We have been writing about the defects in the city's land use review process-and singled out Intro 314, a bill that would create more transparency in the review, particularly in the area of economic development. Now City Hall Newspaper focuses in on the legislation and its intent: "Recent bruising battles over large-scale development projects in New York have spurred some politicians to call for an overhaul in the way the city grows. Weeks after the Bloomberg administration’s most recent coup—the approval of the new Domino Sugar Factory highrise development in northern Brooklyn—Council Members Steve Levin, Gale Brewer and Oliver Koppell introduced legislation that would make the preapproval process for development more comprehensive and, theoretically, slower. The bill would require city agencies to provide the Council and community boards with details on the projects’ potential environmental impacts and plans to mitigate them before a development could be approved by Council."
And nothing could underscore why this is a compelling need than the manner in which NYC EDC snookered the local Flushing community board and the community surrounding the development at Flushing Commons. In this case, EDC quickly certified a completely different project than the one that had been negotiated with former council member John Liu, and without any discussions with the community stakeholders advanced the plan through the ULURP process.
What Flushing Commons demonstrated was the extent to which the current review procedures are flawed-and how a ULURP process fails to address the kinds of issues that Intro 314 seeks to redress. As City Hall points out: "Levin said that large-scale rezonings and developments were much harder to vote down after going through the City Planning Commission. He and his mentor, Assembly Member Vito Lopez, had initially opposed the Domino plan, but in the end had cut a deal, lowering the height of the proposed building and forcing a promise of more affordable housing units in exchange for his vote. “In a place like Williamsburg, this development over the past 10 years has had a cumulative effect, and if we’re able to have some further checks and balances, then we could have foreseen some of the challenges that we’re facing today in terms of infrastructure,” Levin said."
Translation: development needs to be more thoroughly vetted so that a project's impact on things such as roads, mass transit and schools can be properly evaluated-something that, as we have pointed out, Comptroller John Lui's public benefits task force also looks to address: "What the task force is proposing is that an independent consultant be made integral to reviewing the development plans-and this consultant would be an advisor to the community stakeholders and the local community board.If implemented, this would mean a predevelopment phase that would allow for a more complete vetting of the project's impact-as well as a greater opportunity to create community coalitions as stakeholders in the land use process. In the consultant, what you would have in theory is a person who can see the development through the eyes of the local community that will be forced to live with whatever impacts the development would have on the surrounding neighborhoods."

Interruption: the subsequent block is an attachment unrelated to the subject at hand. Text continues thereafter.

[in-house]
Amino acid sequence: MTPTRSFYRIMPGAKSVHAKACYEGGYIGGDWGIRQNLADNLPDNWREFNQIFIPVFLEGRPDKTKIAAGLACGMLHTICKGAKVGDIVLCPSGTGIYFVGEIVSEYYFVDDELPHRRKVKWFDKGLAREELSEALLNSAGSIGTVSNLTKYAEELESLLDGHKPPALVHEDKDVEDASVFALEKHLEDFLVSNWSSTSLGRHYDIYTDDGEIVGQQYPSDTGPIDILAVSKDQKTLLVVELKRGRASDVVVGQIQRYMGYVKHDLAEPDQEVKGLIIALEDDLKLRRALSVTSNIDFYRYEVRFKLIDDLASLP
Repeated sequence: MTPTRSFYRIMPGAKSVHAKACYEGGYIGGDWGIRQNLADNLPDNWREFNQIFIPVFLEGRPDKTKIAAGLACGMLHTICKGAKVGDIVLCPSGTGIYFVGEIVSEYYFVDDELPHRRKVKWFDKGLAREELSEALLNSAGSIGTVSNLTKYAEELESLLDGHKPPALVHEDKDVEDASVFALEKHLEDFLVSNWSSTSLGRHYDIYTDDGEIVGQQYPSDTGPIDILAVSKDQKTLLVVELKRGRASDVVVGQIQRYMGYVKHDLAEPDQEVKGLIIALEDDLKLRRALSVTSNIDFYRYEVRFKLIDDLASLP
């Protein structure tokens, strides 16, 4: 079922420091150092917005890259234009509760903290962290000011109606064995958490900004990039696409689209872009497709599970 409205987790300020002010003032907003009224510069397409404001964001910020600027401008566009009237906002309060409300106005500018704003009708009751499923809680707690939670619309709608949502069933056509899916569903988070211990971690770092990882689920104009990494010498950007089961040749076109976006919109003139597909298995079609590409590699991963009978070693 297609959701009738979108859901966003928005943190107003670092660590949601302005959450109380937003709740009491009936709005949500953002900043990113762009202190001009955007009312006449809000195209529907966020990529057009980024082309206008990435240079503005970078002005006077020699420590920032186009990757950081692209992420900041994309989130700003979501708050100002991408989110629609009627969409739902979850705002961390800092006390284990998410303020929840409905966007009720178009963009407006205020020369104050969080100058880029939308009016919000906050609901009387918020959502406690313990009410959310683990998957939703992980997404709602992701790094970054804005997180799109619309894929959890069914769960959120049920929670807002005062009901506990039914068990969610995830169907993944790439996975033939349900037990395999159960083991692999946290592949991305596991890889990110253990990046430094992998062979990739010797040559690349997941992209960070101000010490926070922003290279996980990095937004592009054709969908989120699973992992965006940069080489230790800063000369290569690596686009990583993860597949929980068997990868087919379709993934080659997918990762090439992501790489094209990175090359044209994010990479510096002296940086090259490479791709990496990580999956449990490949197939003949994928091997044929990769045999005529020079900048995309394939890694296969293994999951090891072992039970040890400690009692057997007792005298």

Complementary with what Intro 314 wants to do as well-as City Hall highlights: “The bill is not intended to stymie development,” said Koppell, who cosponsored it. “The intention is just to understand the impact on the community of major developments before they’re approved,” adding that the bill had grown out of concern over major developments approved without such foresight."
In our own observations to the newspaper, we make the point: "If the environmental mitigation bill passes and if the comptroller’s office task force recommendations are implemented, it could slow the mayor’s agenda, all but ending the possibility he’d be able to accomplish the massive projects of his third term. That could be good for the mayor who hadn’t foreseen the deleterious effects of projects like Willets Point and the empty condos along the Brooklyn waterfront created by his re-zonings, Lipsky said. “He sees things in terms of collateral benefits,” Lipsky said, “but never in terms of collateral damages.”
And City Hall rightfully sees all of this as a push back to the council's rather supine relationship with the city's chief executive: "After nine years of swift development and “yes” votes from the City Council on nearly all Bloomberg-sponsored rezonings and large-scale developments, a pushback has begun. The first inklings came late last year, when plans for redeveloping the Bronx’s Kingsbridge Armory were rebuffed by the City Council and community activists. The upward trajectory of the mayor’s development agenda across all boroughs seemed to be slowing."
So, with Intro 314 and the comptroller's report coinciding, we have begun what should be a more intense debate over economic development policy-and if the speaker is reluctant to play, shall we say, a progressive role, than Lui will be staking out a community friendly position that will only accrue to his ultimate political benefit-and at the speaker's expense, we may add.